Christmas Memories

At church tonight, several people shared their favorite Christmas memories. Of course such things make me think, and I had an epiphany.

My two favorite memories are about getting “nothing.”

I don’t mean that literally, but close. The first was the Christmas after my mother left an abusive marriage. We had so little money that we had no Christmas decorations. On Christmas Eve, after my sister and I went to bed, Mother went to the tree lot and bought a little white-painted stick for next to nothing. Then she laid out our two small gifts each as if they’d come from Santa.

My dismay when I saw the “tree” on Christmas morning probably hurt Mother’s feelings, but the love I felt… We may not have gotten much, but we were grateful for what we got and were even more thankful for the fact that we were safe, secure, and together in our own home.

The other memory… I think I mentioned it here at some point. My favorite place to be, Christmas or not, was my grandparents’ home. They weren’t rich, but they made each of us feel like we were their favorite and always chose gifts they felt we would appreciate. That year my gifts were a pair of socks and a plastic dime store nativity scene snow globe. It spoke love to me, and still does today even though it was destroyed years ago.

As parents, we so often feel the need to produce for our children. Maybe, instead, we should take time to look at the memories that mean the most to us. I honestly remember very few gifts from my 58 Christmases, but I remember a skirt, a piece of candy, and a plastic snow globe – because they spoke of love.

Merry Christmas.

Celebrating Jesus!

Tammy C

Lessons from a Tree

Copyright Dale Brock All rights reserved

Have you ever seen a beautiful example of bonsai? All my life, I’ve been drawn to tiny pots holding miniature trees that have been trained to grow ever so gracefully into living art. They bring me joy and, having seen them so many times, I thought I knew bonsai.

But now I know a bonsai artist. He posts pictures of his ongoing projects on Facebook, and through him I have learned so much more – including just how much I don’t know about the art. First, bonsai comes in all shapes and sizes from the tiny trees I’ve seen to trees so tall he needs help to move them. Second, he doesn’t generally start with nursery-perfect trees, but rather goes out on his own to find truly interesting specimens that show promise of greatness…at least to his trained eye. Then comes the real work.

Focused on producing the ideal product, he begins by selecting just the right the pot. After settling the tree’s roots in its new home, he sets it aside, letting it sit there and grow. He does nothing but nurture it until he knows its roots are established and it is healthy. Then, and only then, does he begin the careful and entirely deliberate pruning process.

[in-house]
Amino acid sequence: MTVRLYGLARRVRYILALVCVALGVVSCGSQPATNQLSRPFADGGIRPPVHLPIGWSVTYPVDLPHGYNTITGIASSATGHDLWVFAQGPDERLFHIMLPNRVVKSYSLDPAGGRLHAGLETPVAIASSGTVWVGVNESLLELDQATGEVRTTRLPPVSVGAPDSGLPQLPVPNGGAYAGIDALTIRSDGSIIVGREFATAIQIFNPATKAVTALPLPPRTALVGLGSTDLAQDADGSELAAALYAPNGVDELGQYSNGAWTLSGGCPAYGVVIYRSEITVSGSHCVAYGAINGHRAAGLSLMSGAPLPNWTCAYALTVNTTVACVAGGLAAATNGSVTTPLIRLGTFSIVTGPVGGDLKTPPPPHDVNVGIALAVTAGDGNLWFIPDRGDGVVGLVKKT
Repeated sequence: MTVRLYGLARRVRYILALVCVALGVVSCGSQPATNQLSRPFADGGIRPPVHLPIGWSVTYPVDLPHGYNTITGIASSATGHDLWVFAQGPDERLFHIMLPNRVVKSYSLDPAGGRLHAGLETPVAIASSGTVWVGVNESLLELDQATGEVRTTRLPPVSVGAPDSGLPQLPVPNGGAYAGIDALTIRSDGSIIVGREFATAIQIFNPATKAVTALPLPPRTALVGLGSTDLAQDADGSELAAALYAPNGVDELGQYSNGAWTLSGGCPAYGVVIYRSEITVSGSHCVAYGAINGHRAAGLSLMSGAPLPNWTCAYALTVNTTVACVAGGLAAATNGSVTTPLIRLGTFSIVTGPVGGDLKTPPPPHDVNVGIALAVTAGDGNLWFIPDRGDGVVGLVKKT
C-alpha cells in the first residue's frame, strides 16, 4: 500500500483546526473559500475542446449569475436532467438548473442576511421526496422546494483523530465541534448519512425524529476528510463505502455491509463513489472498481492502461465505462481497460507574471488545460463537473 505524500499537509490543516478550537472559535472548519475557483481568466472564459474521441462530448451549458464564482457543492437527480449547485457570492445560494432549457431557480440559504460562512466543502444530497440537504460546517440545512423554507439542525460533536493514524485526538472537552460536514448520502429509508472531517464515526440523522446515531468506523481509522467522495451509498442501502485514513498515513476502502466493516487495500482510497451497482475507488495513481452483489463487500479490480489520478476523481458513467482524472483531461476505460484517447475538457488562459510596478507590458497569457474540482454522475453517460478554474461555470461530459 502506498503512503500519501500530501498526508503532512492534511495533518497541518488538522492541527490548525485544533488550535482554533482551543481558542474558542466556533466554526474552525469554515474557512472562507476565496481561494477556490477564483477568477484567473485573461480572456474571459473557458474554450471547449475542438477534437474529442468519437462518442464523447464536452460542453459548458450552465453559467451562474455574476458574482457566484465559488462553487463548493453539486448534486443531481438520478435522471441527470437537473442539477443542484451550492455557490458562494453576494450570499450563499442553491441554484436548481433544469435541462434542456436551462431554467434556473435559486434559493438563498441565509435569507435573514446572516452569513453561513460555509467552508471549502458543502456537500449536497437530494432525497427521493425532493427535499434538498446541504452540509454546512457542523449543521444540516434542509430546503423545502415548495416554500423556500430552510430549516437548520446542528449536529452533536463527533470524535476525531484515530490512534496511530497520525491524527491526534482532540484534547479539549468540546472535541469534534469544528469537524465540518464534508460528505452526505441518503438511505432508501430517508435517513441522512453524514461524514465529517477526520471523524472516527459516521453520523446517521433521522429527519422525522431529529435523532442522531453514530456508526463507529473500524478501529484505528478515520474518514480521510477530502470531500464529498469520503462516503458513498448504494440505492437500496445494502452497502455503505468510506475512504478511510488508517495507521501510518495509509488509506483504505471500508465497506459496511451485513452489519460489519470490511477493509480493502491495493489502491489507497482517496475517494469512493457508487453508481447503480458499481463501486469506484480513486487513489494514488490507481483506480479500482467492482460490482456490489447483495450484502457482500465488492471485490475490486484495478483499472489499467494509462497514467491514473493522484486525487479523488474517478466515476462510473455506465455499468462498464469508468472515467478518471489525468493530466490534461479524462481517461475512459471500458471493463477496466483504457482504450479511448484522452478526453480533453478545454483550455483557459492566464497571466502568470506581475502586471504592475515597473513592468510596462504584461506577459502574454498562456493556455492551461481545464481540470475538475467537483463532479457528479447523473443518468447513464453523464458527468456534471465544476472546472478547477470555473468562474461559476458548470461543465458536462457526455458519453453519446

I don’t know what goes on inside his head, but I do know that each move he makes is deliberate. He removes branches that are unhealthy or don’t belong in the final design, pieces that get in the way of the special beauty he wants to reveal. Then, having done this, he pulls out his wire and wraps those branches with it so he can ever so gently train them to grow exactly as he sees them in his mind’s eye.

It was a revelation when I saw it. Bonsai isn’t those tiny trees I’ve always admired; it’s careful, thoughtful, pruning and training.

So is Christianity – our development as Christians. When we’re born again, God repots us, putting us in a place where our roots can settle and we can grow strong. Unlike the bonsai trees, we have it within our power to move from this place, but if we’re wise we choose to remain.

Having repotted us and given us time to grow, once He judges that we are settled in, strong, and health enough, He begins a very deliberate pruning process. This is when life gets challenging and exciting all at the same time. Some things we exult in. When He delivers us from addictions that have plagued us, we feel suddenly free. When He gently removes things that have been blinding us, freeing us to truly see Him, we rejoice. Other changes He makes are more painful. We may not want to leave behind things like dangerous friends, bad habits, etc., but if we do…

If we trust His vision, that He sees clearly the promise within us and has a plan for making us beautiful, we submit to the pruning.

Then comes the next step. Having pruned away the deadwood and offensive branches, He pulls out His wire and begins to shape us. Patiently, gently, He nudges us to learn to show love, to be forgiving, to walk in integrity, to be faithful… He helps us learn to produce the Fruit of the Spirit in our lives and, in general, to grow to look like Him. I have this image in my mind of Him sometimes sitting back, like my bonsai artist friend, and smiling softly in satisfaction as we begin to truly take shape.

Bonsai is a slow art, one that requires mind-blowing patience on the part of the artist as his pieces take years to develop. Our growth as Christians is the same. I thank God that His mercy, grace, and patience with me are new every morning.

Celebrating Jesus!
Tammy C

Image copyright Dale Brock – All Rights Reserved